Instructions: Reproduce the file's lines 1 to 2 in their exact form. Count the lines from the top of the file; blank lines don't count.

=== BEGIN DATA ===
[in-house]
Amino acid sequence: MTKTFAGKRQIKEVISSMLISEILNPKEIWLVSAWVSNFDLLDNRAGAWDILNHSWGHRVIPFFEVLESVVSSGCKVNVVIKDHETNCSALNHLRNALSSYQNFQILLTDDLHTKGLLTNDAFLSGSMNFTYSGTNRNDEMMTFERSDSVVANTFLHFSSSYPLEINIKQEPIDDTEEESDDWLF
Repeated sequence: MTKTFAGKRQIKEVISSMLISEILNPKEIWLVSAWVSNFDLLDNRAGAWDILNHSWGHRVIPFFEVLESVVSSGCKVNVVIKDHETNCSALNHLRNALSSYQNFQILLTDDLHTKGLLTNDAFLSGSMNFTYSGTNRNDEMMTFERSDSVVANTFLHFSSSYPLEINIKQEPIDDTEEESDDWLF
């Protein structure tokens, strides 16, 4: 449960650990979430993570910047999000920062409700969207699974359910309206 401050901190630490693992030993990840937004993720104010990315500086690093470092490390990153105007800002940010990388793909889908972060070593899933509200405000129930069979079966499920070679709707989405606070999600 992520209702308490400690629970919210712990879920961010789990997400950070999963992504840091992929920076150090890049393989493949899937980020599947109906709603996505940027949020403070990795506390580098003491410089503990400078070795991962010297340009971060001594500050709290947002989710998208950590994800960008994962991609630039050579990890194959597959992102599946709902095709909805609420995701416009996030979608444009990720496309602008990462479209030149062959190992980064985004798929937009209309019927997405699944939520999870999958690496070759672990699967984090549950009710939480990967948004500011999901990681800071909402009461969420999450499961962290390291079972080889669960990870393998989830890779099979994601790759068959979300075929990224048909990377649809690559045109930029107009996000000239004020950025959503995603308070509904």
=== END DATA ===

[in-house]
Amino acid sequence: MTKTFAGKRQIKEVISSMLISEILNPKEIWLVSAWVSNFDLLDNRAGAWDILNHSWGHRVIPFFEVLESVVSSGCKVNVVIKDHETNCSALNHLRNALSSYQNFQILLTDDLHTKGLLTNDAFLSGSMNFTYSGTNRNDEMMTFERSDSVVANTFLHFSSSYPLEINIKQEPIDDTEEESDDWLF